“Cabin crew, please take your seats for landing..”

I want you to be happy, I really do. 


Monday, 26 December 2011

Analyze That.

T he feeling is all too familiar – your eyes open and you feel awake from the inside out. The only hanging traces of sleep being: the taste of mint in your mouth – and the feeling of sandpaper behind your eyes.

It’s just about half past four – and I’m up all over again – after falling asleep at 2. I should really stop doing this – if only by virtue of the fact that it’s becoming an all too typical way of me starting my blog entries. I’d hate to get predictable – but then again, who isn’t.

I’m overcome with an impulse to write – it could be words or it could be music; but the feeling of being awake at this time – is a lot like the time itself.
It’s in-transit. Two steps too far from the night and three steps too close to the morning. Write words – what about? ; And write music – what for?

Unlike most people – I don’t ask myself the big questions when the lights are out. I don’t think I’ve asked myself those ones in a long time anyway. Maybe I’m otherwise occupied. Maybe, I just don’t care.

The special thing about tonight though – was a dream that I had – that was more vivid than most. I remember while I was studying a lot of Philosophy – ‘dreaming’ was a recurrent theme that was used to indicate the fallibility of human perception. “How do you know you’re dreaming/you could be dreaming right now/so how could you know anything?” – anyone whose seen the Matrix has been over the:– “Have you ever had a dream so real..” so on and so forth.

Though I understood the argument in principle, I never did agree with it on a personal level – only because (and this is by no means a logical argument) of a very distinct difference that I felt in the texture of my dreams – as opposed to the texture of reality. This particular dream tonight, however, was as close as I’ve come to being more or less convinced that I was awake.

The setup was simple – I was in a room with two drummers I know [names withheld, I bet no one will ever guess]– one of them was on a kit and the other one was on a piano – and I was standing with my bass. There was music playing through overhead speakers somewhere and I can’t remember what it was now, but the drummer on the kit was playing along with brushes – while I was standing alongside the one on piano – and the two of us were looking at some sheet music trying to make sense of it. All of a sudden, the room begins to get colder – and darker. Rapidly.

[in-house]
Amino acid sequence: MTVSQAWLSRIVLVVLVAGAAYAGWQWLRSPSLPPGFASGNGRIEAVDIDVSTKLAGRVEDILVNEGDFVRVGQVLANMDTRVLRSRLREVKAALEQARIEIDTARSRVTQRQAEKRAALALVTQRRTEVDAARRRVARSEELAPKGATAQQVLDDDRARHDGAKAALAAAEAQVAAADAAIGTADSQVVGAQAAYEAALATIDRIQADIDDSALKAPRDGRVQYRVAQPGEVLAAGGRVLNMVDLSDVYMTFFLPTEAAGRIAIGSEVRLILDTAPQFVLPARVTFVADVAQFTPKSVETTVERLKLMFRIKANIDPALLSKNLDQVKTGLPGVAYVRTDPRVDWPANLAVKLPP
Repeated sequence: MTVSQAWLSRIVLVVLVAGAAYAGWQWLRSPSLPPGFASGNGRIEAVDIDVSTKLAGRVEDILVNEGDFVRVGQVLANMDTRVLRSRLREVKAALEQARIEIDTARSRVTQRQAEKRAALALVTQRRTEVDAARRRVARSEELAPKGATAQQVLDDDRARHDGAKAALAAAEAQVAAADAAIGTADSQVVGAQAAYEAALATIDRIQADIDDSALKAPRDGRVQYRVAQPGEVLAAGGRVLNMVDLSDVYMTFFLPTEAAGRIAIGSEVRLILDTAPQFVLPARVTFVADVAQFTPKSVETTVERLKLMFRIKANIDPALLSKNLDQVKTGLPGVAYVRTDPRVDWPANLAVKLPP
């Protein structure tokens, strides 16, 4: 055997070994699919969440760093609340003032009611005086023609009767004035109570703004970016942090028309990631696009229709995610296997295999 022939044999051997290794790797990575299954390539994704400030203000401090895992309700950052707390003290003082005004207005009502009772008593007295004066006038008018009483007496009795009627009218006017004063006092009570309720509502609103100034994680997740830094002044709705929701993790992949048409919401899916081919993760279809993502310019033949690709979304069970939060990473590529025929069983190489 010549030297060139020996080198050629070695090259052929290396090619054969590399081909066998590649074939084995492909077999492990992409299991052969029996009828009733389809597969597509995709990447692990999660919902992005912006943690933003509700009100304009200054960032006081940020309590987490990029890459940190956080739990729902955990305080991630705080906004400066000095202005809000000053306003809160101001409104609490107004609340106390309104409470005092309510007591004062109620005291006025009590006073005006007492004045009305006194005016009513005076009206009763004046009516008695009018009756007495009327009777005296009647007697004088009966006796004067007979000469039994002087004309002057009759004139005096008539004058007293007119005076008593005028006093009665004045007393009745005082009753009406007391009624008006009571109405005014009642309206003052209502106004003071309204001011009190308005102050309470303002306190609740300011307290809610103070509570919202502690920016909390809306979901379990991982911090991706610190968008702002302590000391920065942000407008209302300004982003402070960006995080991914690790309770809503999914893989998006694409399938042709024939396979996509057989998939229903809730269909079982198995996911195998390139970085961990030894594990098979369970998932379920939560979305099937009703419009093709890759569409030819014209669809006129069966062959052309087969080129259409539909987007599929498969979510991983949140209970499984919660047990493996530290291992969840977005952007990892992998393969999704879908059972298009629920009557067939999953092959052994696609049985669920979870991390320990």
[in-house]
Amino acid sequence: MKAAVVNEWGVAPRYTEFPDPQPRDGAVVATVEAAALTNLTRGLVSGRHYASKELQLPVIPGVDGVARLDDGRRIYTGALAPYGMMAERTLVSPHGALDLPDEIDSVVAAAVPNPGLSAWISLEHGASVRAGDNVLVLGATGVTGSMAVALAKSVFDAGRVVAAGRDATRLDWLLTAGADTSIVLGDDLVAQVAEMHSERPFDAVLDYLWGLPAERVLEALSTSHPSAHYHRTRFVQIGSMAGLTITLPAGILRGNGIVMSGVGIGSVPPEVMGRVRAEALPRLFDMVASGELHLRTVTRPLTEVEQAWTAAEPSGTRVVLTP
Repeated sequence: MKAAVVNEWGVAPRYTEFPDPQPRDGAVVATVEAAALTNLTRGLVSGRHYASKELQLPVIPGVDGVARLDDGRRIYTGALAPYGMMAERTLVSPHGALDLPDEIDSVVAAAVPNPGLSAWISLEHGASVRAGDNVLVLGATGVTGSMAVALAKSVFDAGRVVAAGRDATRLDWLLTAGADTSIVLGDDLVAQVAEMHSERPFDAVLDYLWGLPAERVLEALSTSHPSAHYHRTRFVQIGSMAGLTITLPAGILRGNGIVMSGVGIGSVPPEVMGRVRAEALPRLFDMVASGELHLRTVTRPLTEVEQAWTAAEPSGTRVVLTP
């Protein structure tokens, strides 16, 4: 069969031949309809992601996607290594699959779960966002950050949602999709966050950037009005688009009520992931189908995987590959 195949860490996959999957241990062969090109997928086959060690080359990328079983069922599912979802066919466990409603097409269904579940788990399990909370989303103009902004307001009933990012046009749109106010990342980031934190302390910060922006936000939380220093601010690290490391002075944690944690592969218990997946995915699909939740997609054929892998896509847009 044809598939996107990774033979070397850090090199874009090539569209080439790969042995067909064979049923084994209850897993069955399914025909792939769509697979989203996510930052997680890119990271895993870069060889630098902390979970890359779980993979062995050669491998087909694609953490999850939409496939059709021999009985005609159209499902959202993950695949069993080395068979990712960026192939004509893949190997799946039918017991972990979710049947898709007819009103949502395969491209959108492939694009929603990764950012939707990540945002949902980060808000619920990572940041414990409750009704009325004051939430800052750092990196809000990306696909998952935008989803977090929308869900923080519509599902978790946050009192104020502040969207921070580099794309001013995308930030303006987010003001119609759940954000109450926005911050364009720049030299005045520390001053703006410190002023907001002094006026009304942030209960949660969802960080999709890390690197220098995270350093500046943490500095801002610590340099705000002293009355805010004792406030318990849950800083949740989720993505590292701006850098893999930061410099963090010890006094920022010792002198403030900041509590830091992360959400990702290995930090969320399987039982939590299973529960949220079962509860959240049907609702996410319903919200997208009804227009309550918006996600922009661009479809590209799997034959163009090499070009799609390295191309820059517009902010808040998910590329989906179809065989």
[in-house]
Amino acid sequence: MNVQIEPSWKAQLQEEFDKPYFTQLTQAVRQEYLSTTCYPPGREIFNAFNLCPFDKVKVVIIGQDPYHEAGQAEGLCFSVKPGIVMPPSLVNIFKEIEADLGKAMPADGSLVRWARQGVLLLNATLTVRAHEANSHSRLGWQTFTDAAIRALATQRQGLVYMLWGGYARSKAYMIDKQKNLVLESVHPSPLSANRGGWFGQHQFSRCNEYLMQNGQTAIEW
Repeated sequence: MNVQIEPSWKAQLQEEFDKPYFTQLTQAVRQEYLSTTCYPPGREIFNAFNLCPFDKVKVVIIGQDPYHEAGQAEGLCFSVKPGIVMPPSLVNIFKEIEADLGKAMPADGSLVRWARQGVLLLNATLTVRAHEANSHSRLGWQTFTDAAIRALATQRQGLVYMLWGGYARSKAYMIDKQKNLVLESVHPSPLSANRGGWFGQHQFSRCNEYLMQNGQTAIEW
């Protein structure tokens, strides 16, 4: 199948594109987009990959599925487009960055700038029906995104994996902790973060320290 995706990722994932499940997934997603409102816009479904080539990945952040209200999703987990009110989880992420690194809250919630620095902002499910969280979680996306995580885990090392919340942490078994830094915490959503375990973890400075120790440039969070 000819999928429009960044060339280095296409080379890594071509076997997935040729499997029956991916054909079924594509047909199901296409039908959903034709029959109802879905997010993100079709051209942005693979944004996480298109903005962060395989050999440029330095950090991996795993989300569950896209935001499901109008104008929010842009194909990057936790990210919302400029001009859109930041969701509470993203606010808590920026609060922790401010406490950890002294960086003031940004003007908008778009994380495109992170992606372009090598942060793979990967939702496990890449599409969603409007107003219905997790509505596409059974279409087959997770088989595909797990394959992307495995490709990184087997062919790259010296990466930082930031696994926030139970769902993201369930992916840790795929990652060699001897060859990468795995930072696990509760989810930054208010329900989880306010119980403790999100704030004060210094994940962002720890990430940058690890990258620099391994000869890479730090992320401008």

I know this room like the back of my hand – so I put my bass down – and I walk to the switchboard and I start hitting the switches. I want to put the lights on and the fan off. I can still feel the plastic on my fingers – the capacity for the human mind to preserve sensation is something that blows my mind every day. No lights come on and the fan won’t go off.

The room’s beginning to turn a shade of dark you cannot find in cities - and I’m stumbling and tripping over things. I tell them I’ll go put some lights on outside and I fumble out. What was an uncomfortable cold breeze of the fan – has become an icy chill. I walk to the next set of light switches and I start hitting at them frantically. Nothing changes – but the fan gets faster. Deafeningly, so.

I’m beginning to fluster and I reach in my pocket for my keys and the little torch on it – I fish it out and start holding the button down like it’s going to save my life. The pocket torch won’t work either and my confusion’s begun to evolve into panic.

It’s beyond pitch black – the fan stops, the music’s gone and my heart’s begun to race.

And then that’s it.

It holds like that for about a minute – and hangs there – with nothing more than an acute awareness of itself;

I finally snap out of it and I'm up. My heart’s not in my chest – if anything, it's beating slow. I reach over and hit the lights. Tonight’s a lost cause.


I remember watching that movie – ‘A Waking Life; I remember when the protagonist asks one of the experts in the movie how to tell if he’s having a lucid dream; the expert asks him to try hit a light switch.


Our minds are capable of a lot while we’re dreaming – all sorts of flying and fucking.

However, we never did get a good hold of the brightness controls.

Lighting – it seems – is not our forte’.

You can jump off a skyscraper – but you can’t crank the dimmers.

It’s just something we can’t do.


It's an hour later than I started.

4am: An empty canvas for your creativity – it’s just no fun if your brushes blow.

Wednesday, 9 November 2011

A Little Needed Desafinado

It all starts when some company (lets say, Company A) – that suffers delusions of immense grandeur decides to host an event. It could be a conference – or a brunch – or – if we’re being adventurous with our imagination: a little wine and dine sort of thing.

In the process of all of this, Company A reaches the unanimous decision that their ‘event’ must really be something special – something that sticks out and sets it apart from all the other little wine and dine sorts of things their clientele might go to. They begin to brainstorm about what they could do to really hype up their party. Something to make it as elite as they see themselves to be. What could give it that touch of classy ZING!

Here is where many things go awry.

Here is where some genius fogey cunt (most likely the CEO)- whose only ever heard half of Dave Brubeck’s "Take Five” – most likely in some C grade two bit Porn flick – decides to have a jazz band at the event. Later this will be communicated back to me or some other poor sod I play with as:- “The CEO loves jazz! Infact, when he popped out of his mum’s womb, he was humming Girl From Ipanema!”